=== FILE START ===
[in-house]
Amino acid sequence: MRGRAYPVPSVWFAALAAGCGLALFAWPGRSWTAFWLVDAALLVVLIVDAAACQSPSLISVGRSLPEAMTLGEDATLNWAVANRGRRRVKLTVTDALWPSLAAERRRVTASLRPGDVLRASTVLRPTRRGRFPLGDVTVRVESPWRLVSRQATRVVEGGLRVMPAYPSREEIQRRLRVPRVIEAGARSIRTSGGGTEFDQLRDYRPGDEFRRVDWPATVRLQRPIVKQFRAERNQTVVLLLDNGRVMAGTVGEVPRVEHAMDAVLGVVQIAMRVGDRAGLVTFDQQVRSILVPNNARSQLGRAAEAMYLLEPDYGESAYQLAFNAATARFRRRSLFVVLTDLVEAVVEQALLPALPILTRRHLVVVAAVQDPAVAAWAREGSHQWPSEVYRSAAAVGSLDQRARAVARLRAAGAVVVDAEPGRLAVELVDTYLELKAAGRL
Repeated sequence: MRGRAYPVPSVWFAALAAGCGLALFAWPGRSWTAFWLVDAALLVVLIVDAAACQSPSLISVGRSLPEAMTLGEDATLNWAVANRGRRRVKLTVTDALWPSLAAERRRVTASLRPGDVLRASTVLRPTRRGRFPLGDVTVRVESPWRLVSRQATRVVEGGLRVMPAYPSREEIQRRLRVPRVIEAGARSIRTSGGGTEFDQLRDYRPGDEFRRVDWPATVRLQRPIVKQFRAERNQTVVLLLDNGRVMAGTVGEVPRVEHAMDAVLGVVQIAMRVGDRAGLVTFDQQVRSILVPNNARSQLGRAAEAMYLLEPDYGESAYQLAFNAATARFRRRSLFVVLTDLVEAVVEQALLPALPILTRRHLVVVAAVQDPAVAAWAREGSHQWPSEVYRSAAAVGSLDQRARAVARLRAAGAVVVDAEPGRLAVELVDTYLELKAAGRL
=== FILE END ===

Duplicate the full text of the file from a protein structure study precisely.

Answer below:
[in-house]
Amino acid sequence: MRGRAYPVPSVWFAALAAGCGLALFAWPGRSWTAFWLVDAALLVVLIVDAAACQSPSLISVGRSLPEAMTLGEDATLNWAVANRGRRRVKLTVTDALWPSLAAERRRVTASLRPGDVLRASTVLRPTRRGRFPLGDVTVRVESPWRLVSRQATRVVEGGLRVMPAYPSREEIQRRLRVPRVIEAGARSIRTSGGGTEFDQLRDYRPGDEFRRVDWPATVRLQRPIVKQFRAERNQTVVLLLDNGRVMAGTVGEVPRVEHAMDAVLGVVQIAMRVGDRAGLVTFDQQVRSILVPNNARSQLGRAAEAMYLLEPDYGESAYQLAFNAATARFRRRSLFVVLTDLVEAVVEQALLPALPILTRRHLVVVAAVQDPAVAAWAREGSHQWPSEVYRSAAAVGSLDQRARAVARLRAAGAVVVDAEPGRLAVELVDTYLELKAAGRL
Repeated sequence: MRGRAYPVPSVWFAALAAGCGLALFAWPGRSWTAFWLVDAALLVVLIVDAAACQSPSLISVGRSLPEAMTLGEDATLNWAVANRGRRRVKLTVTDALWPSLAAERRRVTASLRPGDVLRASTVLRPTRRGRFPLGDVTVRVESPWRLVSRQATRVVEGGLRVMPAYPSREEIQRRLRVPRVIEAGARSIRTSGGGTEFDQLRDYRPGDEFRRVDWPATVRLQRPIVKQFRAERNQTVVLLLDNGRVMAGTVGEVPRVEHAMDAVLGVVQIAMRVGDRAGLVTFDQQVRSILVPNNARSQLGRAAEAMYLLEPDYGESAYQLAFNAATARFRRRSLFVVLTDLVEAVVEQALLPALPILTRRHLVVVAAVQDPAVAAWAREGSHQWPSEVYRSAAAVGSLDQRARAVARLRAAGAVVVDAEPGRLAVELVDTYLELKAAGRL